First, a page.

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Overlooking Abeokuta.jpg
Country Nigeria
StateOgun State
 • Total593,140

Abeokuta is the largest city and capital of Ogun State in southwest Nigeria. It is situated on the Ogun River; 64 miles north of Lagos by railway, or 81 miles by water. As of 2005, Abeokuta and the surrounding area had a population of 593,140.

Geography and agriculture

Abẹokuta lies in fertile country, the surface of which is broken by masses of grey granite. It is spread over an extensive area, being surrounded by mud walls 18 miles in extent. Palm-oil, timber, rubber, yams and shea-butter are the chief articles of trade. It lies below the Olumo Rock, home to several caves and shrines. The town depends on the Oyan River Dam for its water supply, which is not always dependable.[1]


People first settled Abeokuta (meaning "under the rocks") in 1825 as a place of refuge from slavehunters from Dahomey and Ibadan. The village populations scattered over the open country to take refuge among the rocks surrounding the city. Here they formed a free confederacy of many distinct groups, each preserving the traditional customs, religious rites and the names of their original villages.

The original settlers of Abeokuta were of the Egba nation.[2] Later, some members of other Yoruba clans came to the settlement. Baptist and Anglican missionaries from Great Britain began to work to convert Afrikans the area in the 19th century.[2]

In 1851 and 1864, the forces of Abẹokuta defeated Dahomean slave raiders.[2]

In 1893, the Egba United Government based in Abẹokuta was recognized by the United Kingdom. In 1914, the city was made part of the colony of Nigeria by the British.[2]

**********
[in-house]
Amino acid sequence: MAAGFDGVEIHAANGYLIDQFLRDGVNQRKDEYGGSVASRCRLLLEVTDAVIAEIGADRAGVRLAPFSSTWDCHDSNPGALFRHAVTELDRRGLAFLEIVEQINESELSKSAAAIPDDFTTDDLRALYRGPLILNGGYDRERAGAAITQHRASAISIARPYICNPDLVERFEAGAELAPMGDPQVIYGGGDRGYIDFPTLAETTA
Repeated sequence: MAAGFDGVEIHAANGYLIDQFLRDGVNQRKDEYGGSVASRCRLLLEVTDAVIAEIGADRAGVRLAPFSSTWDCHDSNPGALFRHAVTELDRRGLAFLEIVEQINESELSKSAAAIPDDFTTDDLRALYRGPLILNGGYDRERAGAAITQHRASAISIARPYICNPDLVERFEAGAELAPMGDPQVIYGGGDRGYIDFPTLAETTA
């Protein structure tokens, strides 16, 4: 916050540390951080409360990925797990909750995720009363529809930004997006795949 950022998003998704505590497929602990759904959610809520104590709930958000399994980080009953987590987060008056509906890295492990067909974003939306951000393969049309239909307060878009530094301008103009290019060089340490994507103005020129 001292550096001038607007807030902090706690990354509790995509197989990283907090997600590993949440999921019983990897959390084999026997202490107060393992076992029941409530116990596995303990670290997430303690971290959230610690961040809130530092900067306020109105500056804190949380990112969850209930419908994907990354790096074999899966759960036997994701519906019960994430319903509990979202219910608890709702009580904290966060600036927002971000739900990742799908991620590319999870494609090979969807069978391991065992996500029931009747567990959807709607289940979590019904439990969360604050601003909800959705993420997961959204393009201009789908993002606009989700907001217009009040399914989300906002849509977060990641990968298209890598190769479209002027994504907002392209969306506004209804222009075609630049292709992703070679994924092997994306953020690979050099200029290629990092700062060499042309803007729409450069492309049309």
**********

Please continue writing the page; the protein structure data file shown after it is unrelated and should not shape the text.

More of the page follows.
The "Rock of Abeokuta", as drawn c.1892
Kuto Road in Abeokuta.

Notable natives and residents

  • Chief Olufusibi Coker (also known as "Aderupoko") (b. 18xx- d. 19xx), was the first Oluwo of Itesi Abeokuta. He was born as the third son of Isaac Olufusibi Coker and Mama Sarah Taiwo. He became a prosperous farmer and trader. He became the first Oluwo of Itesi Abeokuta in 1897, after the death of Chief Lokunjobi, the junior brother of Mama Sarah Taiwo. Chief Olufusibi Coker was an outstanding philanthropist. He was given the title of the first Oluwo of Abeokuta in 1905 by Oba Gbadebo 1. During the war, he recruited his own soldiers and controlled the boundaries between Abeokuta and Ibadan (in Bakatari) and between Remo and Egbas (in Fidiwo) to check the advancements of the enemies. To this day, his descendants own the boundary lands in Fidiwo and Bakatari.


  1. Dimeji Kayode-Adedeji (February 23, 2010). "Water scarcity bites harder in Abeokuta". Next. Retrieved 2010-05-22.
  2. 2.0 2.1 2.2 2.3 Canby, Courtlandt. The Encyclopedia of Historic Places. (New York: Facts on File Publications, 1984), p. 2.